When you think of oil, you might imagine petrol or diesel for a car, but do you know that oil has so many more uses than fuel for transport, most of which might just surprise you?
THE RIGHT KIND OF OIL
Before we start to use oil in all sorts of weird and wonderful ways, it needs to be separated (or refined) into the right kind of oil for what we want to use it for.
This image shows what happens when crude oil that has been taken from the ground, is heated.
- Crude oil from the ground can be described as being made up from lots of different types of oil (or fractions).
- During a process called fractional distillation, these different fractions are split into their separate parts, as they are more useful apart than together as crude oil.
- Fractions have different boiling temperatures, with the lighter chemicals having a lower boiling point, and heavier chemicals having a higher boiling point.
- As crude oil is heated, lighter chemicals like butane and propane rise to the top, cool and separate into different fractions from the fractions with higher boiling points.
So as the diagram above shows, the tank is cooler at the top, gradually getting hotter and hotter nearer the bottom. The bottom of the tank is where the heaviest chemicals are separated.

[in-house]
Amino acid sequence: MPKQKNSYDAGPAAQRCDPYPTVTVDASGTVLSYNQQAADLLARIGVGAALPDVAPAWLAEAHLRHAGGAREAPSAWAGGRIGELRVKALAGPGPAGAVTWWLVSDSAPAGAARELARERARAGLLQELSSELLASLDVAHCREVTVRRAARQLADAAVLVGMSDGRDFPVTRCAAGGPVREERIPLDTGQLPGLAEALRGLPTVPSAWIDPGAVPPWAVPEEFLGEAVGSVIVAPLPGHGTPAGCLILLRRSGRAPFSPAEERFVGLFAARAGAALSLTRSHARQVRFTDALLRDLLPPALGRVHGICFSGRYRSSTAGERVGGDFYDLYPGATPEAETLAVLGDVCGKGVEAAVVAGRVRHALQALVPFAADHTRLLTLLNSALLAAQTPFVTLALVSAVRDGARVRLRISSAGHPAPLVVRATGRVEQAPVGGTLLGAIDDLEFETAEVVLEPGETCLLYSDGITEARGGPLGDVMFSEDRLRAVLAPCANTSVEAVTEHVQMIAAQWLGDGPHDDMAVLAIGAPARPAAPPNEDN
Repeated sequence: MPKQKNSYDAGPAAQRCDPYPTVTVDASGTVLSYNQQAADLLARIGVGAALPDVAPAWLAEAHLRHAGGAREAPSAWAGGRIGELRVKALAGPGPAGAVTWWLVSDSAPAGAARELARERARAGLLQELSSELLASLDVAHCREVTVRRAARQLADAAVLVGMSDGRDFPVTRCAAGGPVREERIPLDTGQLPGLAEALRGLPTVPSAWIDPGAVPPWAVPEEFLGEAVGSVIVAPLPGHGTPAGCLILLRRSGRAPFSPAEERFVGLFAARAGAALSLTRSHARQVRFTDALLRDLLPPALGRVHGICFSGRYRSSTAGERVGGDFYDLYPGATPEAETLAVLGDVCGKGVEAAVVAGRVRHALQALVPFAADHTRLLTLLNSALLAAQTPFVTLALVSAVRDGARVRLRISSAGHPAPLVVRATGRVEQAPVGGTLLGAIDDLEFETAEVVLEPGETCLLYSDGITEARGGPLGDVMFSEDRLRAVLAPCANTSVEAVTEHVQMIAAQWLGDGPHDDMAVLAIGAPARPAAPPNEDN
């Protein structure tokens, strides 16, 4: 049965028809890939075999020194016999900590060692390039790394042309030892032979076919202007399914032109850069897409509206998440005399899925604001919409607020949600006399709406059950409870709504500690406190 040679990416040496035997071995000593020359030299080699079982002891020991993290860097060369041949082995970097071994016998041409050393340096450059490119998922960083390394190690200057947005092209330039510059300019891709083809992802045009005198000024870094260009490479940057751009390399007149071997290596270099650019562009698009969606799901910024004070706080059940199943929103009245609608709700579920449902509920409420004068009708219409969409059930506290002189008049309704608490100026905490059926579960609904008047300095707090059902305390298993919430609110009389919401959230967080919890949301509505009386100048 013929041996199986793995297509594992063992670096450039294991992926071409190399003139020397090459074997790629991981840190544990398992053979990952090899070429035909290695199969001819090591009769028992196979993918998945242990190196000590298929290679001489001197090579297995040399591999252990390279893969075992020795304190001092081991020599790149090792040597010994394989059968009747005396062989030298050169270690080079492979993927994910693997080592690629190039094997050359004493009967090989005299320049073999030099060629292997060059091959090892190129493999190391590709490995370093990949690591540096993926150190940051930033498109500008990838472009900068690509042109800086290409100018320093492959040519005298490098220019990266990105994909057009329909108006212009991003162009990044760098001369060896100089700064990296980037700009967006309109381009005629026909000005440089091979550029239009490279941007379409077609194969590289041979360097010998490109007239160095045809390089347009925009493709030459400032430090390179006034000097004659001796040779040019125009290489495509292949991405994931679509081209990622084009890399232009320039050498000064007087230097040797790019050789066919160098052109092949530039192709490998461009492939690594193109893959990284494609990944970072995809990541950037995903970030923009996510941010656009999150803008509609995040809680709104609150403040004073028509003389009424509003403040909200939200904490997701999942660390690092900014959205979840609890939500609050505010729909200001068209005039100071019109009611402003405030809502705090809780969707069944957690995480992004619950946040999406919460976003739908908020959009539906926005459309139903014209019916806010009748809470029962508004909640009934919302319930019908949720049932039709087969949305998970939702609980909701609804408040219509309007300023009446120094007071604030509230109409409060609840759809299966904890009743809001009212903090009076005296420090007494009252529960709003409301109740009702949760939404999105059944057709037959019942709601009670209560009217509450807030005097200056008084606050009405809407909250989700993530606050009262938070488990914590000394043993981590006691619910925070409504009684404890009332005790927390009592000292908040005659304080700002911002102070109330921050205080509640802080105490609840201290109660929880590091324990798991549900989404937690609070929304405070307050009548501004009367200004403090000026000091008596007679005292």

As you can see, there are several kinds of oil that you might have heard of; diesel and petrol are used for transport; butane and propane are mainly for household use such as burning for heating spaces, water and food; and asphalt for paving roads.
It’s the heavy lubricating oil, paraffin wax chemicals and other petroleum by-products that produce the most surprising results…
SO WHAT DOES IT MAKE?
Now that it’s clear that crude oil can be separated into different kinds of oil, it might make it a little easier to understand how it is used to make the following items.
Hover over the interactive graphic below to learn more about the products and things we do at home thanks to oil and gas.
You may be surprised to know how many everyday items are created from fossil fuels. Find out more with an interactive resource from the My Oil and Gas Career website highlighting Lily and Jack’s oil and gas journey.